Three things? What was the third thing? Listening for complete statements is important while you are interviewing something. Especially, listen for soundbites that would make good headlines or pull-out quotes.
One great technique is to ask your interviewee to repeat or re-phrase something. Or you can re-word their statement back to them in a better way and ask them if that’s what they are trying to say.
Manners cost nothing. When someone gives up their time, and their story, for you, the least you can do is thank them.
Thank them at the interview but also afterwards, by phone or email. This is a good way to reassure them that the interview went well. First-time or inexperienced interviewees may feel nervous about what they said, or how they came across.
Let them know they have nothing to worry about and that you will check your facts with them before you publish.
Don’t publish without checking facts. First, your subject may tell you things that need to be verified. They may also mention product names or people – check how to spell these.
You don’t need to share a draft of your article with the interviewee, but you can check their statements with them and sharing a draft is a good courtesy. Remember you need to maintain that rapport because you may need their help again sometime.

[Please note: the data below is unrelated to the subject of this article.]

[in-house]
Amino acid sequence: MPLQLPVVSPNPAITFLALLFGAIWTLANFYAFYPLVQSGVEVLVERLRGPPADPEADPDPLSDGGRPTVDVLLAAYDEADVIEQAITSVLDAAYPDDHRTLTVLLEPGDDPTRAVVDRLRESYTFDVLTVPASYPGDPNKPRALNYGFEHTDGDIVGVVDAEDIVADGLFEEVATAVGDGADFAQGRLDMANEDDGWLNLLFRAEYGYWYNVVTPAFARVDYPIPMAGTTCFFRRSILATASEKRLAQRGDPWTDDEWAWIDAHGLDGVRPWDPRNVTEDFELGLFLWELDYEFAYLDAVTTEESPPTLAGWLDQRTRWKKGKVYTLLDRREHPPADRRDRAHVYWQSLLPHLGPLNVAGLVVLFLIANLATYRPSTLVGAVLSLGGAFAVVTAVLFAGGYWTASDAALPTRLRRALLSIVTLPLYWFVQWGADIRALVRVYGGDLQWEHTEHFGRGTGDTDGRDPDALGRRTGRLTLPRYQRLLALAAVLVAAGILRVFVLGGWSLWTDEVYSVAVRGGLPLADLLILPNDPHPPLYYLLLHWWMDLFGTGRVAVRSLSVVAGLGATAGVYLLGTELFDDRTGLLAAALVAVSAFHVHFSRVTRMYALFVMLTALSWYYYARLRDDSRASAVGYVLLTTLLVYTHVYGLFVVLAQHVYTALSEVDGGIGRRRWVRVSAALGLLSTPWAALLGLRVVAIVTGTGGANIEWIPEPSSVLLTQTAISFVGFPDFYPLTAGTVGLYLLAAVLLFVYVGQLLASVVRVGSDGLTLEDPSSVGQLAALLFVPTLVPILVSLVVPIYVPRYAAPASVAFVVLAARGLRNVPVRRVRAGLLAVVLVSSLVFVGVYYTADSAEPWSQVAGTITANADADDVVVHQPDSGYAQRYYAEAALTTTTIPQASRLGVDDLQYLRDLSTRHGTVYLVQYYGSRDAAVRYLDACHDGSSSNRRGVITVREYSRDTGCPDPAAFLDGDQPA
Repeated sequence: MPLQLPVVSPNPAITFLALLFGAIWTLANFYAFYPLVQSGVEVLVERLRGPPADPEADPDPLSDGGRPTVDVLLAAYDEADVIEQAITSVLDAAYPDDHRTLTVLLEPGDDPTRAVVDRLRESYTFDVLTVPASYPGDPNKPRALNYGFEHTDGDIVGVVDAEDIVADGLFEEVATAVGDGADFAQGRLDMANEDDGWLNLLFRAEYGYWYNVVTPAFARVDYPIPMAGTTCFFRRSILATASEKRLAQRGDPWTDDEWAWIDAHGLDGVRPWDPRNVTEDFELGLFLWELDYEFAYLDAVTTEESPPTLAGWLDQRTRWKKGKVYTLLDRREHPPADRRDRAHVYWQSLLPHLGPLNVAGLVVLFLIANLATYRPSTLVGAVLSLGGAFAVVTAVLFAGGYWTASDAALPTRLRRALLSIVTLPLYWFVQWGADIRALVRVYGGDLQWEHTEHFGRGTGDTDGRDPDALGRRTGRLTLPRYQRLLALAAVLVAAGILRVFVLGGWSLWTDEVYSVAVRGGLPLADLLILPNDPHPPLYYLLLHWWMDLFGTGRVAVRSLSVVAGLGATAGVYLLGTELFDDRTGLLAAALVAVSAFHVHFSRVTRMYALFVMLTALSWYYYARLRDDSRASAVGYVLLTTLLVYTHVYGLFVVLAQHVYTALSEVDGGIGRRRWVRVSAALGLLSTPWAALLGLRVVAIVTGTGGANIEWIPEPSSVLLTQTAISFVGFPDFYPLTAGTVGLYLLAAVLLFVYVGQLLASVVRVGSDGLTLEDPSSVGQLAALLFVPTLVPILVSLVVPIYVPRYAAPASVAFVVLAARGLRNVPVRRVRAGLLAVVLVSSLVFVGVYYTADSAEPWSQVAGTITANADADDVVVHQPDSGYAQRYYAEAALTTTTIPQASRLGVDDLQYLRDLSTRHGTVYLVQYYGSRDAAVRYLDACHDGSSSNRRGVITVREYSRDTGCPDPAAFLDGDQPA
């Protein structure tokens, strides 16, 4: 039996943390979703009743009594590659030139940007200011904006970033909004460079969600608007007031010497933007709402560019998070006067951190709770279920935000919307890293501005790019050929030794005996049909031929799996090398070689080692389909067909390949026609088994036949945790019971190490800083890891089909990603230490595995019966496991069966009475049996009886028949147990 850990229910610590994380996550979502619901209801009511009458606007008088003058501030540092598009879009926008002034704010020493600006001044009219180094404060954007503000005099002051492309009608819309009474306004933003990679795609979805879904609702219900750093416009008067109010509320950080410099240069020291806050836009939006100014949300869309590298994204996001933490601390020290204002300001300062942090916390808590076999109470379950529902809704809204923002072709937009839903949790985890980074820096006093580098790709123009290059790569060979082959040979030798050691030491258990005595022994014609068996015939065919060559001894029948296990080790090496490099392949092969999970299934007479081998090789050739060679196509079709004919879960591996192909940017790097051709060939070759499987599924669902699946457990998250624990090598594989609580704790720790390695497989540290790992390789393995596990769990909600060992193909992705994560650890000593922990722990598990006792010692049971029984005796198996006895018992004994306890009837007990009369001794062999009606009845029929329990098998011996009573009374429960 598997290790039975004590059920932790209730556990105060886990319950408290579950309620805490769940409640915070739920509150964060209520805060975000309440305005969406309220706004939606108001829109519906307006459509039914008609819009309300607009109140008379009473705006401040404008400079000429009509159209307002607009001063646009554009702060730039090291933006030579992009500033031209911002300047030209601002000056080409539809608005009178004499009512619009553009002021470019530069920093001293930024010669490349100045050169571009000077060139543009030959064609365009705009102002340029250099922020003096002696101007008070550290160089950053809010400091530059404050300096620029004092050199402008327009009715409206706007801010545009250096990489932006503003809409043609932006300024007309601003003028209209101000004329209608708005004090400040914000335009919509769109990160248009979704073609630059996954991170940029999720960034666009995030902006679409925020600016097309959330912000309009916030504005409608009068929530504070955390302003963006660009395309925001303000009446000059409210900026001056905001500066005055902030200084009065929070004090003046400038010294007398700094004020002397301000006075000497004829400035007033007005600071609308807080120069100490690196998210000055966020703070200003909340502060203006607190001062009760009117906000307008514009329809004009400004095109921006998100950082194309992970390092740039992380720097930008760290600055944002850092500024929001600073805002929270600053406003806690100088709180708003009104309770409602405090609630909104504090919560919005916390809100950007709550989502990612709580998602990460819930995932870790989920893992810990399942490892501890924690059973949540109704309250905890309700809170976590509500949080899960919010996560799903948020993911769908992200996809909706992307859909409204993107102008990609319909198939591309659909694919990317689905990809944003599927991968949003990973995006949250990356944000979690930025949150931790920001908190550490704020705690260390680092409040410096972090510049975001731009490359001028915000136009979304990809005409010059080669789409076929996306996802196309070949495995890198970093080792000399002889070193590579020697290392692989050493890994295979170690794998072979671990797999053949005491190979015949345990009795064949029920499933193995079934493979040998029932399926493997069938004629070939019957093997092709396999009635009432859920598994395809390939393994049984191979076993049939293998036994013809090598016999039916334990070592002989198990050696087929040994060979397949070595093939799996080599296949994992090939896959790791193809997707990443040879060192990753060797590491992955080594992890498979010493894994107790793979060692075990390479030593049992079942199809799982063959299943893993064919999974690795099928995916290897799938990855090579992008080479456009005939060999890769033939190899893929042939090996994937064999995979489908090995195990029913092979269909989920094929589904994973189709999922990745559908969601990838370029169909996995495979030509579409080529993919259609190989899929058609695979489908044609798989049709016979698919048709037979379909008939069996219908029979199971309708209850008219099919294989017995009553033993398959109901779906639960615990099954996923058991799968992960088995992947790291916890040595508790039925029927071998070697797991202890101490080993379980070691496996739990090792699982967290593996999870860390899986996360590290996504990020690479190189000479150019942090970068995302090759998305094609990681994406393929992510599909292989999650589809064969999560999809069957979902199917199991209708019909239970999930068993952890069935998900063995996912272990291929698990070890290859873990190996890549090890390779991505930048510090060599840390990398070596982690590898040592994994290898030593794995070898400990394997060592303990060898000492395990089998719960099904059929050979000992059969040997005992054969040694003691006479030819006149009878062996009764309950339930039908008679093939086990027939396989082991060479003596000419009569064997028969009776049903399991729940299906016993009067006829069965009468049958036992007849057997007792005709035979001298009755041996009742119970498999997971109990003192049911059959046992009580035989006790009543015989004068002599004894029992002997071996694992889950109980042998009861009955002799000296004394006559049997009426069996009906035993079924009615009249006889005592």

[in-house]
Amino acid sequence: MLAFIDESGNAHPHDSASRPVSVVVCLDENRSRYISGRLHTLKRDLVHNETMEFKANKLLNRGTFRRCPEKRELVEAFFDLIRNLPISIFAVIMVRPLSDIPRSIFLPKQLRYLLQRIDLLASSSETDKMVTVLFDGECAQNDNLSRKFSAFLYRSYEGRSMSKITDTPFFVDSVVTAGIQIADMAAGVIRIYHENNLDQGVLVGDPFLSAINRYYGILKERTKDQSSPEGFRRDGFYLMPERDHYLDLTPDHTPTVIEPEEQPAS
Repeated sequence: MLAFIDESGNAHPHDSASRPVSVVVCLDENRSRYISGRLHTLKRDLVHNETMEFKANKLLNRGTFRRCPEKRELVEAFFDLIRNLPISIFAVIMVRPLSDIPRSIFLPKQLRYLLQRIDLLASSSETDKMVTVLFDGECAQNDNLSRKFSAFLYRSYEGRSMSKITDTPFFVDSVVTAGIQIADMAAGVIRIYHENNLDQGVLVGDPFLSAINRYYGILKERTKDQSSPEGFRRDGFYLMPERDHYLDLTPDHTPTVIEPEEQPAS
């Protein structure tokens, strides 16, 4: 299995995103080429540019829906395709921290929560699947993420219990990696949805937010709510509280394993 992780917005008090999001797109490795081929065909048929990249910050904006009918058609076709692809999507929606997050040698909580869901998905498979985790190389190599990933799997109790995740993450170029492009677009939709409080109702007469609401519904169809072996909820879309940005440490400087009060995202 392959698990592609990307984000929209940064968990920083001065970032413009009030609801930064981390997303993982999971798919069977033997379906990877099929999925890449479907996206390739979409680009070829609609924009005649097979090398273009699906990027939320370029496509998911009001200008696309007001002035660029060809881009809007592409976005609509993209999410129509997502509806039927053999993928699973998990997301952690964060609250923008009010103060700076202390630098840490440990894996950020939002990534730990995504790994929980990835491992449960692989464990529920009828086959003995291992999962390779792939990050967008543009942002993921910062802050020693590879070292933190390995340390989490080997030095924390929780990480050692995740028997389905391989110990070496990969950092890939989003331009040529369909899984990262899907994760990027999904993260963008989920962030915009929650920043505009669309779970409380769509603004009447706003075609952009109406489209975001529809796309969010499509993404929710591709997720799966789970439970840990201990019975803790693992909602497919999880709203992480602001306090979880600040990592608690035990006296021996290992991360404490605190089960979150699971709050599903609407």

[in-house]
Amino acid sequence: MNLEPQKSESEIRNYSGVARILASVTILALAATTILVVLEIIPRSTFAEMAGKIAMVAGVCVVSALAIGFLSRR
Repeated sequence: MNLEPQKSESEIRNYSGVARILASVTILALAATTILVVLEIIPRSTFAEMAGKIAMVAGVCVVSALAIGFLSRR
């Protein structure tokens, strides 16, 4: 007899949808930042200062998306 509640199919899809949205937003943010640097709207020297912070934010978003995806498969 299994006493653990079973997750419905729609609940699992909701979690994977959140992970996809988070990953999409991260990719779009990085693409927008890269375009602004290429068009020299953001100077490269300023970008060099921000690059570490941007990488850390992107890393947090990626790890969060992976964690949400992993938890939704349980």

Content marketing is 50% writing and 50% promotion. Unseen content is useless – make sure you get it out there. Encourage people to share it and comment on it.
Promotion starts at the planning stage. Don’t forget the thought leader that you are interviewing has their own audience. They may promote it themselves, or their peers and followers will promote the content.
Here’s a visual summary of all these tips for you to bookmark and share. We will love you just a little bit if you do.
In the presentation below, we highlight how a journalistic approach and magazine mindset can significantly enrich your brand content.
If you’d like to incorporate interview-style content in your content marketing but don’t have the time or resources in-house, let us do it for you. Our specialists are skilled at connecting with influencers in your industry and creating highly engaging pieces that get widely shared on social media. To find out more, call 023 9283 0281 or submit your details here.
Steve (RIP) was Services Director for Vertical Leap. He started professional life as a magazine journalist, working on music magazines and women's titles before becoming a web editor in 1997, then joining MSN to work purely in online publishing. Since 1999 he has worked for and consulted to a broad range of businesses about their digital marketing.